It’s no secret that 3D printing has become of the world’s most promising industries. 3D technologies are being integrated into every sphere that has the potential to make our lives in the future more comfortable. One of these spheres is bionics. Let’s explore how 3D printing is being used in bionics right now and what benefits it would yield in the future.
3D printed bionic prosthetic arm by Open Bionics and Konami
Open Bionics in collaboration with Konami (the video game developer and publisher) released a 3D printed bionic prosthetic arm stylized as an artificial limb of Venom Snake — the protagonist of Metal Gear Solid V: The Phantom Pain.
According to the plot, Venom Snake lost his arm due to an explosion in the previous part of the video game franchise and replaced his limb with a bionic one that features various gadgets and built-in weapons. The product of Open Bionics is designed for exclusively peaceful purposes but keeps the main functionality.
The new prosthesis is just a version of the tried and true commercially available bionic Hero arm. The only difference is the design that was possible thanks to Konami involvement as a copyright holder. The look of the original arm from the video game is reproduced with the help of magnetic clip-on covers, while the bionic arm itself and a socket are produced using additive technologies. Open Bionics portfolio already includes several thematic designs for prostheses. For example, the ones that look like R2D2 and BB8 droids from the “Star Wars” franchise, Iron Man from Marvel comics, and Adam Jensen, the protagonist of another video game — Deus Ex: Human Revolution. The customization doesn’t only play a decorative role, it also psychologically helps the owners to get used to prosthetics through association with the favorite characters.
Open Bionics used the Selective Laser Sintering (SLS) technology, growing the parts from Nylon-12. This approach makes the customization that considers the individual anatomy of the users from the age of 8 possible. Digital models used in additive manufacturing are based on 3D scans, so each socket can be adjusted to perfectly fit the stump of an exact patient.
Being a bionic prosthetic arm, the Hero reads electric signals coming from the nerves and reproduces six grips, and the hand can rotate to 180 degrees. Weight-bearing capacity is eight kilograms, while the mass of an adult version of the limb doesn’t exceed one kilogram. The batteries last a full day on a full charge, and the socket is replaceable which simplifies cleaning.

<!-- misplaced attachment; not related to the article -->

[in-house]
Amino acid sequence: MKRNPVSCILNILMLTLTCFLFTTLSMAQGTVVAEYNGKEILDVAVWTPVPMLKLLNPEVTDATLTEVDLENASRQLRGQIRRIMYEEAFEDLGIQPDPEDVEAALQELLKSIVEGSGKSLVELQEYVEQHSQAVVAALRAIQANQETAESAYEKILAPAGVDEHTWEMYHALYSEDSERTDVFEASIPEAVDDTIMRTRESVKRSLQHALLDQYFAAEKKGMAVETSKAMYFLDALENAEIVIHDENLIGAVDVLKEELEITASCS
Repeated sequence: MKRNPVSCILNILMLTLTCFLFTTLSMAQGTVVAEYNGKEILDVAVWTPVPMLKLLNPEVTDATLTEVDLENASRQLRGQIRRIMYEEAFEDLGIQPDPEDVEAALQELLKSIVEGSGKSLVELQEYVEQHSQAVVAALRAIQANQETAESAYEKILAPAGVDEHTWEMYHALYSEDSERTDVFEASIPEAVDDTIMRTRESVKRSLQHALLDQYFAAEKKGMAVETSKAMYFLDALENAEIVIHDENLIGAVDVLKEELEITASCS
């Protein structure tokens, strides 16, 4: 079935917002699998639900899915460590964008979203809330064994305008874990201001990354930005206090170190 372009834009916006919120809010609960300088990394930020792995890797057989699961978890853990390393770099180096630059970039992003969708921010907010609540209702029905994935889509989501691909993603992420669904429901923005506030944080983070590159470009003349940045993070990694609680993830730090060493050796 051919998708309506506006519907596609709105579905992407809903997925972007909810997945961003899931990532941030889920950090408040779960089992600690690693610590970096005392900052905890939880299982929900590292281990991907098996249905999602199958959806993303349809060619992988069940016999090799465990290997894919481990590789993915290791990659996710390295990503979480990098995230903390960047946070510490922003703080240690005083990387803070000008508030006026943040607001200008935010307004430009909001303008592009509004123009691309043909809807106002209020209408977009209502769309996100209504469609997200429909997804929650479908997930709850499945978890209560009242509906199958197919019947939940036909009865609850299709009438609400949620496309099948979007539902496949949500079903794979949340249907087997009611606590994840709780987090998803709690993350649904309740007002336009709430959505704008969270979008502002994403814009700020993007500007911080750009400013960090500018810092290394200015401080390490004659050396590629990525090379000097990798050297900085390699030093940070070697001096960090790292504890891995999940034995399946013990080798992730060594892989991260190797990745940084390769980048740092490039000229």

The Hero bionic arm passed European and American certifications and went on sale in 2018. According to Open Bionics, the Hero is the most affordable bionic limbs in their class. Some of the company’s products are publicly available: the Ada bionic arm can be assembled on a DIY basis.
True Limb Bionic Prostheses
American company Unlimited Tomorrow brought 3D printed bionic arms with customizable construction to the market. Artificial arms with six grips are made using individual 3D scans.
Unlimited Tomorrow is a brainchild of a young entrepreneur named Easton LaChappelle who built his first remotely controlled robotic manipulator at the age of fourteen. Three years later, LaChappelle, now a high school student, was invited to a traditional White House Science Fair after winning at an Intel International Science and Engineering Fair. Another year after that, Easton started working with a British designer with a similar last name — Christopher Chappell. They created a startup, seeking initial funding at Kickstarter.
Today Easton is 24 years old, and he’s in charge of a company that offers readily available commercial products: functional 3D printed prostheses. The main idea of the startup was born in LaChappelle’s school years when he saw a girl looking at his stand with a robot at one of the fairs. The girl was missing a right arm, and her limb was replaced with a simple electro-mechanic prosthesis with a single grip.
Arm’s size, color, and further customization are chosen by a recipient with the only thing required from them being a 3D scanning procedure. It can be done at home: the company will send the needed equipment with the instructions. After that, the engineers will perfect the 3D scans and use the models for printing the components on a full-color 3D printer by Hewlett Packard, using the Multi Jet Fusion technology. The youngest age of a patient is seven years.
Right now the company focuses on arm prostheses, but they consider starting manufacturing artificial legs and even exoskeletons.